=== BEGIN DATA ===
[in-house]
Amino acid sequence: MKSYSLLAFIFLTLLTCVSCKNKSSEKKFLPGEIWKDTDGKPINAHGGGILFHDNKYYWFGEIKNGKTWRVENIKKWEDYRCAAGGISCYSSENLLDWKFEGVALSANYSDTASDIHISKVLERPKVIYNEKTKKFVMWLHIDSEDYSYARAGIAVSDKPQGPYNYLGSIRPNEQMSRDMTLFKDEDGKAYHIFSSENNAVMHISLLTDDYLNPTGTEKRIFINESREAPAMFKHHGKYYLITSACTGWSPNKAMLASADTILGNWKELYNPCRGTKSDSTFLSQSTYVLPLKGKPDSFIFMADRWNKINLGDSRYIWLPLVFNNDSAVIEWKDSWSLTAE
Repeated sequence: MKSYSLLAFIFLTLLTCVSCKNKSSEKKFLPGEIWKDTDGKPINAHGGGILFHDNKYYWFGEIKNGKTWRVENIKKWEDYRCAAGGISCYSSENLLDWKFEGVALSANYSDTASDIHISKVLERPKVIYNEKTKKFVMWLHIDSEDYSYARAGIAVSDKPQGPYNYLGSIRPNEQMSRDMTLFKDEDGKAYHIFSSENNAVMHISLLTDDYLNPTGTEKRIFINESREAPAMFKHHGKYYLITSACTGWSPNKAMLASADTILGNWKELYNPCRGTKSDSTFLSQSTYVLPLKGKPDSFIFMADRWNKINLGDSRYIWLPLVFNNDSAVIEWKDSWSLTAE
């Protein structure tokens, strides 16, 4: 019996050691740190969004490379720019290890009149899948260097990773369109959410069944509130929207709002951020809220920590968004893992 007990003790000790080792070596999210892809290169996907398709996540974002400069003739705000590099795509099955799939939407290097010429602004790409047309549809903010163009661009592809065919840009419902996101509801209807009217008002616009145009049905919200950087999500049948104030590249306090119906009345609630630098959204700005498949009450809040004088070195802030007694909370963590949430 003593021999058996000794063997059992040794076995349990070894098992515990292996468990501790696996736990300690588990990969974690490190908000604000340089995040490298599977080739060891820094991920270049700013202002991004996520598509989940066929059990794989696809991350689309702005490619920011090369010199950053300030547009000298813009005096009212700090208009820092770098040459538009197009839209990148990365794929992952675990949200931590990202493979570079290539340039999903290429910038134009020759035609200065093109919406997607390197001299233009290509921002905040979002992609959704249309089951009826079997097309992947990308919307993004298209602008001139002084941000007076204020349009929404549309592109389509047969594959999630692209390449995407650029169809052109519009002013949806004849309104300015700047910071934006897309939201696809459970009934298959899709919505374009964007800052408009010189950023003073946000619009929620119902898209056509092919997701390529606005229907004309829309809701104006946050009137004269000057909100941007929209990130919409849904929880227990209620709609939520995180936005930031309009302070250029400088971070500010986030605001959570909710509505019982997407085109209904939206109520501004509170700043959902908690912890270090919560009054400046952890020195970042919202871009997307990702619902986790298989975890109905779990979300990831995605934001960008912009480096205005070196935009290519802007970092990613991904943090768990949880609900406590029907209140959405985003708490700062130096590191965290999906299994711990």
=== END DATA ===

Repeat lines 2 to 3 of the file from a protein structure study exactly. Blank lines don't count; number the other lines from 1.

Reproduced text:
Amino acid sequence: MKSYSLLAFIFLTLLTCVSCKNKSSEKKFLPGEIWKDTDGKPINAHGGGILFHDNKYYWFGEIKNGKTWRVENIKKWEDYRCAAGGISCYSSENLLDWKFEGVALSANYSDTASDIHISKVLERPKVIYNEKTKKFVMWLHIDSEDYSYARAGIAVSDKPQGPYNYLGSIRPNEQMSRDMTLFKDEDGKAYHIFSSENNAVMHISLLTDDYLNPTGTEKRIFINESREAPAMFKHHGKYYLITSACTGWSPNKAMLASADTILGNWKELYNPCRGTKSDSTFLSQSTYVLPLKGKPDSFIFMADRWNKINLGDSRYIWLPLVFNNDSAVIEWKDSWSLTAE
Repeated sequence: MKSYSLLAFIFLTLLTCVSCKNKSSEKKFLPGEIWKDTDGKPINAHGGGILFHDNKYYWFGEIKNGKTWRVENIKKWEDYRCAAGGISCYSSENLLDWKFEGVALSANYSDTASDIHISKVLERPKVIYNEKTKKFVMWLHIDSEDYSYARAGIAVSDKPQGPYNYLGSIRPNEQMSRDMTLFKDEDGKAYHIFSSENNAVMHISLLTDDYLNPTGTEKRIFINESREAPAMFKHHGKYYLITSACTGWSPNKAMLASADTILGNWKELYNPCRGTKSDSTFLSQSTYVLPLKGKPDSFIFMADRWNKINLGDSRYIWLPLVFNNDSAVIEWKDSWSLTAE